Monday’s local food networking event on Henry Street in Roanoke was like a Who’s Who of the slow food movement in Southwest Virginia. As someone who has been covering the movement for several years and is very interested in watching the progression, it pained me to have only 25 inches (about 700 words) worth of space to write for today’s paper. Unfortunately, I had to leave some of the best quotes and most interesting details out of my story.
But that’s why blogs were invented, isn’t it? In any case, I’d like to share some extra info with those of you who care. If you just want to read about the food served at the dinner, I certainly don’t blame you — skip to the end.
The list of groups involved in organizing this event will show you the perceived importance of growing connections in the local food world:
* VT Earthworks (a Virginia Tech group working to develop economic opportunities in agriculture and natural resources)
* The Culinary Institute at Virginia Western (the staff and students volunteered their time, coming in very early in the morning on Monday and working until late at night to prepare a delicious meal of local ingredients)
* Ferrum College, one of the leading purchasers of local food among colleges and universities in Virginia
* Jamisons’ Orchard of Roanoke County
* Roanoke City
* Roanoke County
* City of Salem
* Town of Vinton
* Roanoke Natural Foods Co-op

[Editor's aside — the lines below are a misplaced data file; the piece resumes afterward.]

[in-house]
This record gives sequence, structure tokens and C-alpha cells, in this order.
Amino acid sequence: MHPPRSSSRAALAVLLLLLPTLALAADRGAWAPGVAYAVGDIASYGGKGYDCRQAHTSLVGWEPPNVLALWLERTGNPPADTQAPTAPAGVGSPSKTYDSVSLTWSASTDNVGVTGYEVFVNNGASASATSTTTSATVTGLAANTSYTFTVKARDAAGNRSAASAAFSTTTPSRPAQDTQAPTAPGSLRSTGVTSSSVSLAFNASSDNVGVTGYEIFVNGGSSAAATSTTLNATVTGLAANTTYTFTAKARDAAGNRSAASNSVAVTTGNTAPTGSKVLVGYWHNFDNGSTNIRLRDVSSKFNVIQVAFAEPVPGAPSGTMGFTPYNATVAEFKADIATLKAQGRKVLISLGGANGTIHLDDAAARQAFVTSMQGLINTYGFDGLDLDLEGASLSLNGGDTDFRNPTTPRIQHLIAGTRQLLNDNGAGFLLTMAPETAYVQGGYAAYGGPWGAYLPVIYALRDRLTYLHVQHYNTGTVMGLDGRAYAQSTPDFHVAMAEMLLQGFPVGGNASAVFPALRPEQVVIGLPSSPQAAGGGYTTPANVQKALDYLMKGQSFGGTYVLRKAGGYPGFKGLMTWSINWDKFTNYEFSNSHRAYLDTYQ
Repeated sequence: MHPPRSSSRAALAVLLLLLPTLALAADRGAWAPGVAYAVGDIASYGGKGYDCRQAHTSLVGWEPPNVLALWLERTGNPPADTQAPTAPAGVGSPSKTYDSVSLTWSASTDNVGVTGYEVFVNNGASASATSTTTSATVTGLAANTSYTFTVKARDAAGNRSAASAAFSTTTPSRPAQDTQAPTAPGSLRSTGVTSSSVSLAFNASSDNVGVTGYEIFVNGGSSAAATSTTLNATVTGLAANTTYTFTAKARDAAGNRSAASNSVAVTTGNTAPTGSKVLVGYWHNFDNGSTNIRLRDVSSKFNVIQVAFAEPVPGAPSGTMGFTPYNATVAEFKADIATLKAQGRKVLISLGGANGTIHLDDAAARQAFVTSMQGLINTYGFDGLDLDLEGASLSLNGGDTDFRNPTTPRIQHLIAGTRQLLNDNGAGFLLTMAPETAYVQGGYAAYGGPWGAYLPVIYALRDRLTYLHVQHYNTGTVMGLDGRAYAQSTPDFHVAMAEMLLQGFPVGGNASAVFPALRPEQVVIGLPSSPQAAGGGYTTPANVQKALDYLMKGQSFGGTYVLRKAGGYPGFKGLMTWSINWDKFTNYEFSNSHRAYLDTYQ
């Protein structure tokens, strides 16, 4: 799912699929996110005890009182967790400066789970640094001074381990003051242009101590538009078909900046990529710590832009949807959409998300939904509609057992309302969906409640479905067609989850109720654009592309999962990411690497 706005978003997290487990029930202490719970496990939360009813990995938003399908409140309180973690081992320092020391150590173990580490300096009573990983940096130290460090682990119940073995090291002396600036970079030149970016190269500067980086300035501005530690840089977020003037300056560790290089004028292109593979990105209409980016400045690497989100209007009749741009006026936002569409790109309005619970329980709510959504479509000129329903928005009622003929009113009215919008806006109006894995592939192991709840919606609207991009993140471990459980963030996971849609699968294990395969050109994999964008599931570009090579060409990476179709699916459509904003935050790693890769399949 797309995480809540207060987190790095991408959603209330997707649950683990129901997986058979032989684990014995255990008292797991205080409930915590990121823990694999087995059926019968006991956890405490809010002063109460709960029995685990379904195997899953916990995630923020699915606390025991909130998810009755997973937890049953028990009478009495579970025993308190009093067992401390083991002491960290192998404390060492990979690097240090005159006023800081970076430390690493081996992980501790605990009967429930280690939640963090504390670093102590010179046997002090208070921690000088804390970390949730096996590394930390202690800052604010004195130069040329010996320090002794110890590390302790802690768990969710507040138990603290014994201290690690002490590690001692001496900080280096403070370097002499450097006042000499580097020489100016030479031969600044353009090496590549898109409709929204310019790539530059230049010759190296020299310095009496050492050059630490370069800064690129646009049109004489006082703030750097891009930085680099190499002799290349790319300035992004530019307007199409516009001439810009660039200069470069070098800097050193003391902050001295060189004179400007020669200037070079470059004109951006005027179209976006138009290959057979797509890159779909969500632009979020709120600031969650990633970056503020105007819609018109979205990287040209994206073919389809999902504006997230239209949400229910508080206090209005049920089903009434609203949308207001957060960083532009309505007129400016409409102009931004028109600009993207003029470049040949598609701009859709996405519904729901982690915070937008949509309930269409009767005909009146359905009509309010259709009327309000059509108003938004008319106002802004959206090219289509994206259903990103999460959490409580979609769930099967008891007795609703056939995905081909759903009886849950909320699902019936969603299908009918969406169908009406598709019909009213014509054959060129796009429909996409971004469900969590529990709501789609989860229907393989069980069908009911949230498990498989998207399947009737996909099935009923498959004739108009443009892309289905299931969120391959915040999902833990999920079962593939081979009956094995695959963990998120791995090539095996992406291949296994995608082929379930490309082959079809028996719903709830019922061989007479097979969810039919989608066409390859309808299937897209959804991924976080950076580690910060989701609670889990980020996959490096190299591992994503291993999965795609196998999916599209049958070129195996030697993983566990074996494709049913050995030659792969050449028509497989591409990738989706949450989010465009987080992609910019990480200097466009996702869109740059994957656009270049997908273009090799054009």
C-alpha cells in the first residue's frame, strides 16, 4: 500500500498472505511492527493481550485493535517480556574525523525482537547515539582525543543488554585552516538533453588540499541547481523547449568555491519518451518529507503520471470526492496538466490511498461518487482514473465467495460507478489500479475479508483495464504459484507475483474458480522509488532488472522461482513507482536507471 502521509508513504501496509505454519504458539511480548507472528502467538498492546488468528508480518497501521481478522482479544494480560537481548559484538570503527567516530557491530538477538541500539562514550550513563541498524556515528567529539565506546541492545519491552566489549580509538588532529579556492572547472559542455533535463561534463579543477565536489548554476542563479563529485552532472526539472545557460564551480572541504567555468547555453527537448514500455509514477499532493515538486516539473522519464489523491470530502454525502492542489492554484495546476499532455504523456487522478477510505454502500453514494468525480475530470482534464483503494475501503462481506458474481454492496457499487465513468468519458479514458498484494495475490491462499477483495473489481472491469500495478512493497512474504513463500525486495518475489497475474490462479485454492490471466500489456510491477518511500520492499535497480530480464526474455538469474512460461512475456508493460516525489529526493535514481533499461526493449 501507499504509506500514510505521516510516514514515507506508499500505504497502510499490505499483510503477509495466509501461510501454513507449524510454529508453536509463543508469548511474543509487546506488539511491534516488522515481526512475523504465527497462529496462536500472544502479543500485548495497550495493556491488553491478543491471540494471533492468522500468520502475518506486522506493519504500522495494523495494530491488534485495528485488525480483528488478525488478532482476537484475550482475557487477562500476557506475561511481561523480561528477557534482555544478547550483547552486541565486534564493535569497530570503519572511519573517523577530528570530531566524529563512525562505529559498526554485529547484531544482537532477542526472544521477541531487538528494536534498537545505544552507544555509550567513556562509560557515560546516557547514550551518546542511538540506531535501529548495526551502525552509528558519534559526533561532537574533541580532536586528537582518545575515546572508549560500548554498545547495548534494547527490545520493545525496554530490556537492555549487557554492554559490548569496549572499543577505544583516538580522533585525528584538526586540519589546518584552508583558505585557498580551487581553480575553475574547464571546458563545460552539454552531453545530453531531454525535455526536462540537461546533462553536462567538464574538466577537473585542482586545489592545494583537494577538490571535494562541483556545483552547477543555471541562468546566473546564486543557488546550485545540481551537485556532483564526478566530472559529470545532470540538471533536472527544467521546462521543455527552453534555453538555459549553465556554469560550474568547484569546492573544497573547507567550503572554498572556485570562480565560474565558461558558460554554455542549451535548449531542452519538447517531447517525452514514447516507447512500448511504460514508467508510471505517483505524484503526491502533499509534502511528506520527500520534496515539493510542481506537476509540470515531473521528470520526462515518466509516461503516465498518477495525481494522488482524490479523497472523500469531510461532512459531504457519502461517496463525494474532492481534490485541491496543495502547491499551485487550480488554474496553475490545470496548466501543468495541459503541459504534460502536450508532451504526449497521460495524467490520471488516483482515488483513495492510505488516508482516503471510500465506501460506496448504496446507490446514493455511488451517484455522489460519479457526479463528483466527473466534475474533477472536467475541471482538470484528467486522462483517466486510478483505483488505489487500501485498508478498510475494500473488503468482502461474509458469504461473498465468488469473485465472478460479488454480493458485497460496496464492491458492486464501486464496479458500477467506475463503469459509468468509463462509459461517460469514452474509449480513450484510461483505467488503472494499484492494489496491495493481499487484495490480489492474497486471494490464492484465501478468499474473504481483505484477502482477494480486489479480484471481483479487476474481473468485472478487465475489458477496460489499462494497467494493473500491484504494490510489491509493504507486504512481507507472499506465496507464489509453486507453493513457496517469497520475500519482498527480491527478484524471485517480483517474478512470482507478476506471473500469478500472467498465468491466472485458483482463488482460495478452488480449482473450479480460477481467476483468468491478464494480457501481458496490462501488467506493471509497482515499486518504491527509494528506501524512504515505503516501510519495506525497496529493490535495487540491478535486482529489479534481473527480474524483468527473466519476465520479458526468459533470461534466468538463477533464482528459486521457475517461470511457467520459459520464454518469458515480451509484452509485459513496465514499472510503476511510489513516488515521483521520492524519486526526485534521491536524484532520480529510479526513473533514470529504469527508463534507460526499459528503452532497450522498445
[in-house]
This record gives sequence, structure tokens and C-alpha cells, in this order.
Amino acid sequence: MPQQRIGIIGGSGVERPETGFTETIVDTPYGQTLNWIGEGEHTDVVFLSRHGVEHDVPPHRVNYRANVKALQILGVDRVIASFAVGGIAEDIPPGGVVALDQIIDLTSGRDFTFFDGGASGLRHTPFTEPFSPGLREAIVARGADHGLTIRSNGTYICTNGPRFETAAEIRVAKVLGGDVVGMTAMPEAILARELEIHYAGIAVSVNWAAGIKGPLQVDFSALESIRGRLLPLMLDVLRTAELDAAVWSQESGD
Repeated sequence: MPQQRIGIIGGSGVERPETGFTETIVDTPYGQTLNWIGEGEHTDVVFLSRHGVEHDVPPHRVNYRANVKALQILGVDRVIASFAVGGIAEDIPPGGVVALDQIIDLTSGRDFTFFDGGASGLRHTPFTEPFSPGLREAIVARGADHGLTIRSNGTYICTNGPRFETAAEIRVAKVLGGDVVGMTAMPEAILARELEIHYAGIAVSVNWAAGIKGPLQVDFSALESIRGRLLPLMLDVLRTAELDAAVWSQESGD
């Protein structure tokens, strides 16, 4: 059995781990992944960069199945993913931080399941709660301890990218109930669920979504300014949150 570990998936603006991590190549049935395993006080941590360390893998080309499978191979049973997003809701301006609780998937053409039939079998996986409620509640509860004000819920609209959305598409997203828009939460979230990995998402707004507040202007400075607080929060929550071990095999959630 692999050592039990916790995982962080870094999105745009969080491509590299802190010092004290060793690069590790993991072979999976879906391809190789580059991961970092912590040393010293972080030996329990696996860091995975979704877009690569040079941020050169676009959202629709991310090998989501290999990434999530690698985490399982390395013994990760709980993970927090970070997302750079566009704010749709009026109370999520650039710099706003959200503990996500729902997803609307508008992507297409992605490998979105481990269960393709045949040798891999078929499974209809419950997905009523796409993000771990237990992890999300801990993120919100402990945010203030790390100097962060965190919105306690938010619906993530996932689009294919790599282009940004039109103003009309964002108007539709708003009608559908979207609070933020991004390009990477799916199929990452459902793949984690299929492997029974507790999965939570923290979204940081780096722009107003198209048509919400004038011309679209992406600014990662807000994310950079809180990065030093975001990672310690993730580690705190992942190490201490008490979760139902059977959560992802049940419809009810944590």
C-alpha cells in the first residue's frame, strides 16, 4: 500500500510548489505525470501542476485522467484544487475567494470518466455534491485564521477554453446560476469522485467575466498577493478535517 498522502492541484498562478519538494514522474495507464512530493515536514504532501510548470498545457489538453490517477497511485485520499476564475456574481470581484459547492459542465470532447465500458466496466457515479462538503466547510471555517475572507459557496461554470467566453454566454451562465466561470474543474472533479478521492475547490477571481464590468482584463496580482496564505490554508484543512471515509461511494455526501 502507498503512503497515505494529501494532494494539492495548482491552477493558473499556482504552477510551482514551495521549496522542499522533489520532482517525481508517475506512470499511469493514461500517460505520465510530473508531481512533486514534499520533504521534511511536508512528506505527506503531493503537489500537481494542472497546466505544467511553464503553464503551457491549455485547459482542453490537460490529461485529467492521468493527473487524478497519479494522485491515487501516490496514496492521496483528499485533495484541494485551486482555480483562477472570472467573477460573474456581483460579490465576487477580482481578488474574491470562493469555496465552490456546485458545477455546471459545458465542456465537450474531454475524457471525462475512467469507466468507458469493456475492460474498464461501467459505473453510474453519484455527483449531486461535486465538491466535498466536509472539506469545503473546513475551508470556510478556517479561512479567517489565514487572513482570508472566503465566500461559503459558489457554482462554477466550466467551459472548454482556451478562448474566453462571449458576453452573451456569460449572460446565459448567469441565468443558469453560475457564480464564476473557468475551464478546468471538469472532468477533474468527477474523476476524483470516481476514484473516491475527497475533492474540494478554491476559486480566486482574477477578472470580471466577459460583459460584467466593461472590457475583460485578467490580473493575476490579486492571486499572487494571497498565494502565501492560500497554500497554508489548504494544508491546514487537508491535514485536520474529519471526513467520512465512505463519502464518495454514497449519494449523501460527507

* Roanoke Regional Partnership
* Runner-bean.com (that local food website I wrote about a couple weeks ago)
* Virginia Cooperative Extension
* Virginia Department of Agriculture and Consumer Services
* Virginia FAIRS
* Virginia Tech
* Virginia Tech Roanoke Center
Roanoke Economic Development Specialist Lisa Soltis raised $12,000 to pay local farmers for the food served at the dinner. But some producers also wanted to donate food for the event.
Field to Fork started with a resource fair for beginning farmers. At 3:15 p.m., the panel discussion began in the Dumas Center for Artistic & Cultural Development across the street from the culinary school. On the panel were Mike Burton, director of SustainFloyd; Jeff Farmer, executive chef of Lucky; Christopher Carpenter, a buyer for W&L; David Tenzer, a Roanoke lawyer and local food advocate; Leanne DuBois of VDACS; Michael Martin, head of dining services at Ferrum College; Billie Raper, executive chef at Hotel Roanoke; Craig Rogers of Border Springs Farm in Patrick Springs; Sean Jordan of the Roanoke Natural foods Co-op; and Tenley Weaver of Good Food- Good People.
Some great quotes from the discussion:
* Burton: ” I think there is a burgeoning market for the real small scale farm growing a kind of high quality, aesthetically pleasing crop the public needs. [But] how can we help our mid-sized family farms that are not mega-farms?” He said that’s where we begin to save land from development.
* Carpenter: “It is important when we have our money in our hands. The global economy will not work unless we have a local economy … and what we are talking about is keeping dollars in our ‘hood.”